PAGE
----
There’s a reason American Slave Code forbid black literacy.
There’s a reason genocidal dictators abolish “normal schooling” and execute intellectuals.
Education builds knowledge.
Education fosters relationships. Education empowers the disenfranchised.
Education equips all of us to build justice and sustaining positive social change.
At this very moment, at the end of 2016 in America, my Facebook and Twitter feeds illuminate the following dis-eased parts of our culture:
- The Southern Poverty Law Center reporting on documented acts of hate speech and threats against religious minorities since the presidential election—more than 400 between November 9 and November 14, 2016 alone.
- The rise of neo-Nazism and the so-called “alt-right.”
- Swastikas painted on schools, churches, and synagogues.
- Friends and colleagues threatened because of their race or religion.
- Misinformation about Islam. Misinformation about Judaism. Misinformation about Christianity. Misinformation about atheists and agnostics.
Teaching is my vocation. Education has taken me from a rural coal mining town to study at Oxford University. Teaching in St. Louis and in the Bronx, I have seen the transformative power of literacy, rigorous education, diversity, and relationship.
I believe learning is transformative.
Exposure to other points of views naturally enriches our own understanding of the world.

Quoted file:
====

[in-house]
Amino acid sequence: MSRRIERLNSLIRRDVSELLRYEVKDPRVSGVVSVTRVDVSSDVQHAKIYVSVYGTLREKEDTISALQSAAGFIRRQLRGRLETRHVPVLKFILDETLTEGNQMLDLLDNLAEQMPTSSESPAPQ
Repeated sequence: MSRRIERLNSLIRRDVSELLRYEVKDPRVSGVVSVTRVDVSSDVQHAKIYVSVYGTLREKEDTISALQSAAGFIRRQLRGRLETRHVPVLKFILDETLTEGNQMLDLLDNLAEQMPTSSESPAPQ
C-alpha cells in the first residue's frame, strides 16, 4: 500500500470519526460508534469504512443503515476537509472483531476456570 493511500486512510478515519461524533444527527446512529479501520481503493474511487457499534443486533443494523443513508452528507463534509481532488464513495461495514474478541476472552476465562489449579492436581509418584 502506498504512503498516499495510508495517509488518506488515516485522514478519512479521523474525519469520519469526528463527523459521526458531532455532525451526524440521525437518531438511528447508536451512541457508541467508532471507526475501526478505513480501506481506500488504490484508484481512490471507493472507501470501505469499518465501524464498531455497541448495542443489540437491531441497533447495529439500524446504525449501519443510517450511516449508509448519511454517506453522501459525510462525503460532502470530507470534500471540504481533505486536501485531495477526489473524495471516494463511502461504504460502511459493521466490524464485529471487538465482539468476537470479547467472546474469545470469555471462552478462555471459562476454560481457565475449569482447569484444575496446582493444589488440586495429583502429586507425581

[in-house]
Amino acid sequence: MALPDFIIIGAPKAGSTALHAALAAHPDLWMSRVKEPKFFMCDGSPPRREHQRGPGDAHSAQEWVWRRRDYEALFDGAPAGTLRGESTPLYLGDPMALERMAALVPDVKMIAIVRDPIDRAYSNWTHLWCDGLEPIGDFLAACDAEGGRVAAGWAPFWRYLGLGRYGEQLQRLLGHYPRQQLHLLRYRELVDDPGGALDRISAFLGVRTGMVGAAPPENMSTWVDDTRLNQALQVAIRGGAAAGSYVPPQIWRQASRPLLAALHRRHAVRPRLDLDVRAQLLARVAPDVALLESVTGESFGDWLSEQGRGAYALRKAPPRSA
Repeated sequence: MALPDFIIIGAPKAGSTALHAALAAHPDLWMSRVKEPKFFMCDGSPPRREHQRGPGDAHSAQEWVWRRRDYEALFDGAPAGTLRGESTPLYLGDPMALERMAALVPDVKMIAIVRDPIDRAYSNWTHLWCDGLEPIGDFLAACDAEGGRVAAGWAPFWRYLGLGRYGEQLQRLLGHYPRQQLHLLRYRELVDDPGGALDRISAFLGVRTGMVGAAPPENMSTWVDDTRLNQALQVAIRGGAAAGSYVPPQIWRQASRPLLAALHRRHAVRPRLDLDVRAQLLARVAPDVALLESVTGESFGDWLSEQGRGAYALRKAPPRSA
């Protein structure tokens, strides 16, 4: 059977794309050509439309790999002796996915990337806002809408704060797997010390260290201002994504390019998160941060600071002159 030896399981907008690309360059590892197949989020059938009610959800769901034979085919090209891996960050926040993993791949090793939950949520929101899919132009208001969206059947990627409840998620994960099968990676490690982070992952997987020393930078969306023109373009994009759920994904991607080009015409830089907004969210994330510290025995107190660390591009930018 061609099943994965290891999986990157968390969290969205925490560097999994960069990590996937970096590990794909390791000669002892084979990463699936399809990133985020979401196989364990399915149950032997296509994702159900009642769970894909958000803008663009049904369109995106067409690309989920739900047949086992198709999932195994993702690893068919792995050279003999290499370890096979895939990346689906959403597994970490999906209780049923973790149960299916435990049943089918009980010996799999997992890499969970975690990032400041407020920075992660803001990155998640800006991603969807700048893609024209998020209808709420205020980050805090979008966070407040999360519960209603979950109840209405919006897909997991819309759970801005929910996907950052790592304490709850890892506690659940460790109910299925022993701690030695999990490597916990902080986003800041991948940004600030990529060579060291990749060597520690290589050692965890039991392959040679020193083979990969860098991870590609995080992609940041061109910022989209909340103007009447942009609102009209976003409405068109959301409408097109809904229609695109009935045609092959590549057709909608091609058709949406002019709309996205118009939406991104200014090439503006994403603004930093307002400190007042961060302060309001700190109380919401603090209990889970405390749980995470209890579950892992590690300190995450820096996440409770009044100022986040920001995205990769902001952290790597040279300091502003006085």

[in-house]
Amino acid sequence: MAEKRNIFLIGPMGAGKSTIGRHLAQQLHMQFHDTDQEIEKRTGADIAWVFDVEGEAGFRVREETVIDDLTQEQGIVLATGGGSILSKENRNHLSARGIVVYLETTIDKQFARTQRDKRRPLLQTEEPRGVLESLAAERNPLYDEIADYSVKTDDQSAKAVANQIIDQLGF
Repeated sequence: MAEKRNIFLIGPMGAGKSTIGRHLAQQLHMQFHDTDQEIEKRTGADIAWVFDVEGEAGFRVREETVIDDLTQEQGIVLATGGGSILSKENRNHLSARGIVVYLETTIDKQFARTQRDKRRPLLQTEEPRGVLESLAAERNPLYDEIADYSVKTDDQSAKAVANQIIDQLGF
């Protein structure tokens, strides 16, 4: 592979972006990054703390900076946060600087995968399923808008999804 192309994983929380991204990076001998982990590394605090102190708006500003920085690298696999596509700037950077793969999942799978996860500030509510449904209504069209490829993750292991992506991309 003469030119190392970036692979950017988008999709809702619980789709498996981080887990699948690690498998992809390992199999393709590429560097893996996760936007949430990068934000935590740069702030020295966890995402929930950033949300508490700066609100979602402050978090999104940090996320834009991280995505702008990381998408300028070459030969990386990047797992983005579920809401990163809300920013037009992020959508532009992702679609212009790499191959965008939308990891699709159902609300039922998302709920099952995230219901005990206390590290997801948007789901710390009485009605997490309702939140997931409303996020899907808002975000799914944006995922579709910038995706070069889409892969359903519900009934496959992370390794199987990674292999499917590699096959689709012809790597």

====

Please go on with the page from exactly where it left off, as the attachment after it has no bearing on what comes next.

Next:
Relationships with others strengthens our own communities and professional lives. Basic knowledge about other religions and cultures allows us to participate more fully in our civic and political process.
And increased interfaith understanding allows us to work for social justice and live more fully—whatever our professions or contexts.
Lately, I will admit: I have despaired.
I have worried that perhaps knowledge isn’t enough. Maybe we humans are a lost cause, doomed to live in isolation, fear, and homogeneity. Hopelessness paralyzes me.
And while I am inspired by the commitments and calls for reflection and learning I see in my friends, family, colleagues, and congregation, this is not enough.
It is time for us to do much more than repost, like, read, share, and even donate money.
We must be willing to change.
My belief that education can change us for the better led me to design a series of online certificate courses that are radically accessible and affordable.
The online certificate course features:
- voices of religious and ethical leaders,
- accurate and necessary knowledge about religious traditions,
- and the skills we need to negotiate difference, live through the shaky places of fear and not-knowing, and become the leaders for which the world cries out.
With this invitation—indeed, with this cry for transformation—I also invite others to highlight resources that can foster deep learning and just civic work.
We must learn to be changed, because the paralysis of despair cannot withstand the light of learning.